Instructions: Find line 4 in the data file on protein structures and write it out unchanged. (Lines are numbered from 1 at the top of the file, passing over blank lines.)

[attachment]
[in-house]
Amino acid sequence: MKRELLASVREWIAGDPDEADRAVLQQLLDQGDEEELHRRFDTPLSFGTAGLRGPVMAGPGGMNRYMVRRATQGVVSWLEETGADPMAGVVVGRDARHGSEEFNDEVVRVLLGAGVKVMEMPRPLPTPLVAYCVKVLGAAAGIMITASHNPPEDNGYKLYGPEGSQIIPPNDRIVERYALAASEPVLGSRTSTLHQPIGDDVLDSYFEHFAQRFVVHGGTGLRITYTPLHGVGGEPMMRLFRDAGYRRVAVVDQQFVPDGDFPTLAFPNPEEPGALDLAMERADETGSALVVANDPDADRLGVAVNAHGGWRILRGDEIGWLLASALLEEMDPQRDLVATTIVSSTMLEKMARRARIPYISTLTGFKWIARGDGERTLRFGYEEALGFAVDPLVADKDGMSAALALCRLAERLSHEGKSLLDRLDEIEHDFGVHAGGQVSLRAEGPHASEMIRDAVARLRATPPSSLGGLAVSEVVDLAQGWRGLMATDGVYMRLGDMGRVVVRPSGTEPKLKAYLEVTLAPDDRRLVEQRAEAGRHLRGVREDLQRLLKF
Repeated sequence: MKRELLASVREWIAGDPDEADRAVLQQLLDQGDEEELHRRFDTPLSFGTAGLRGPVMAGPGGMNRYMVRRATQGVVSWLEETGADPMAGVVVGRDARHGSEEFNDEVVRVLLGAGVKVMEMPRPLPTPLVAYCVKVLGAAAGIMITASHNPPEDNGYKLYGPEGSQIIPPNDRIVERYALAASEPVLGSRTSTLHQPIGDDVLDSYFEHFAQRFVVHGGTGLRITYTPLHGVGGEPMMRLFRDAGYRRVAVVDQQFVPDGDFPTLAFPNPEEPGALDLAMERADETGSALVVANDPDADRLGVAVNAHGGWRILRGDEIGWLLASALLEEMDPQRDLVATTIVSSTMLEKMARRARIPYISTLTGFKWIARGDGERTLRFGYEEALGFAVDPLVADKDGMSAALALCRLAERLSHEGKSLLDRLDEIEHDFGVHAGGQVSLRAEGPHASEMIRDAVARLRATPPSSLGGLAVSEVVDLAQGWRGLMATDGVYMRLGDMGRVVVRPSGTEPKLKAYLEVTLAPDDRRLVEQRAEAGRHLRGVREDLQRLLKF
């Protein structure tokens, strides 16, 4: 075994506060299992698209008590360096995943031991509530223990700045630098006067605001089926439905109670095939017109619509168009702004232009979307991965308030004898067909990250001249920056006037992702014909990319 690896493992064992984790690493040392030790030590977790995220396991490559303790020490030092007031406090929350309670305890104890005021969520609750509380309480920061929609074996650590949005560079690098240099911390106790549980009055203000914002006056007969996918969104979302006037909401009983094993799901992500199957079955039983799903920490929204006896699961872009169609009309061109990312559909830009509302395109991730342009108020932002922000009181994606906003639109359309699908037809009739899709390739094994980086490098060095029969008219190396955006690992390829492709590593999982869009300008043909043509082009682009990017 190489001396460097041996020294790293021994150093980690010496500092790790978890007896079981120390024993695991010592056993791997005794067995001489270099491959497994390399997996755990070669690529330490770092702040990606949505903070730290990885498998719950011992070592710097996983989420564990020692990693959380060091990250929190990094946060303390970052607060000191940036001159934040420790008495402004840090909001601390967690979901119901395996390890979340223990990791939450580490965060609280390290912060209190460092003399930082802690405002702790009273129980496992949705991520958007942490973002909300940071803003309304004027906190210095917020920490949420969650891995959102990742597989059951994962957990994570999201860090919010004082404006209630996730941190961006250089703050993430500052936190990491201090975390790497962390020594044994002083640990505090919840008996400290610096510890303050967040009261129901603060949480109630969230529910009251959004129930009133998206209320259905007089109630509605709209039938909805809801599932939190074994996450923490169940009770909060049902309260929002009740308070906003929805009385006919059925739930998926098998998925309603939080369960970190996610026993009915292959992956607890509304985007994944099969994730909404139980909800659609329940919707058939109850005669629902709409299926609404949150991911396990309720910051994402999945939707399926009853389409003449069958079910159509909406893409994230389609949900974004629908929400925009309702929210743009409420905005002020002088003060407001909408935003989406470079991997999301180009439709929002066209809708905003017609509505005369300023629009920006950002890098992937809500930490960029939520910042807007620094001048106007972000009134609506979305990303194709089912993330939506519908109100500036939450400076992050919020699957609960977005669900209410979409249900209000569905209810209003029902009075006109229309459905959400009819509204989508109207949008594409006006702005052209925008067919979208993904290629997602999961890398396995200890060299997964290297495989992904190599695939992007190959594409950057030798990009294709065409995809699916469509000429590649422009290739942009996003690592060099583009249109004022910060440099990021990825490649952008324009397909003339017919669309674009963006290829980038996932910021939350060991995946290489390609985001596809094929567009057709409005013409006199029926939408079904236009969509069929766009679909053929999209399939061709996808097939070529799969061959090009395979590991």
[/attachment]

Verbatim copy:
């Protein structure tokens, strides 16, 4: 075994506060299992698209008590360096995943031991509530223990700045630098006067605001089926439905109670095939017109619509168009702004232009979307991965308030004898067909990250001249920056006037992702014909990319 690896493992064992984790690493040392030790030590977790995220396991490559303790020490030092007031406090929350309670305890104890005021969520609750509380309480920061929609074996650590949005560079690098240099911390106790549980009055203000914002006056007969996918969104979302006037909401009983094993799901992500199957079955039983799903920490929204006896699961872009169609009309061109990312559909830009509302395109991730342009108020932002922000009181994606906003639109359309699908037809009739899709390739094994980086490098060095029969008219190396955006690992390829492709590593999982869009300008043909043509082009682009990017 190489001396460097041996020294790293021994150093980690010496500092790790978890007896079981120390024993695991010592056993791997005794067995001489270099491959497994390399997996755990070669690529330490770092702040990606949505903070730290990885498998719950011992070592710097996983989420564990020692990693959380060091990250929190990094946060303390970052607060000191940036001159934040420790008495402004840090909001601390967690979901119901395996390890979340223990990791939450580490965060609280390290912060209190460092003399930082802690405002702790009273129980496992949705991520958007942490973002909300940071803003309304004027906190210095917020920490949420969650891995959102990742597989059951994962957990994570999201860090919010004082404006209630996730941190961006250089703050993430500052936190990491201090975390790497962390020594044994002083640990505090919840008996400290610096510890303050967040009261129901603060949480109630969230529910009251959004129930009133998206209320259905007089109630509605709209039938909805809801599932939190074994996450923490169940009770909060049902309260929002009740308070906003929805009385006919059925739930998926098998998925309603939080369960970190996610026993009915292959992956607890509304985007994944099969994730909404139980909800659609329940919707058939109850005669629902709409299926609404949150991911396990309720910051994402999945939707399926009853389409003449069958079910159509909406893409994230389609949900974004629908929400925009309702929210743009409420905005002020002088003060407001909408935003989406470079991997999301180009439709929002066209809708905003017609509505005369300023629009920006950002890098992937809500930490960029939520910042807007620094001048106007972000009134609506979305990303194709089912993330939506519908109100500036939450400076992050919020699957609960977005669900209410979409249900209000569905209810209003029902009075006109229309459905959400009819509204989508109207949008594409006006702005052209925008067919979208993904290629997602999961890398396995200890060299997964290297495989992904190599695939992007190959594409950057030798990009294709065409995809699916469509000429590649422009290739942009996003690592060099583009249109004022910060440099990021990825490649952008324009397909003339017919669309674009963006290829980038996932910021939350060991995946290489390609985001596809094929567009057709409005013409006199029926939408079904236009969509069929766009679909053929999209399939061709996808097939070529799969061959090009395979590991």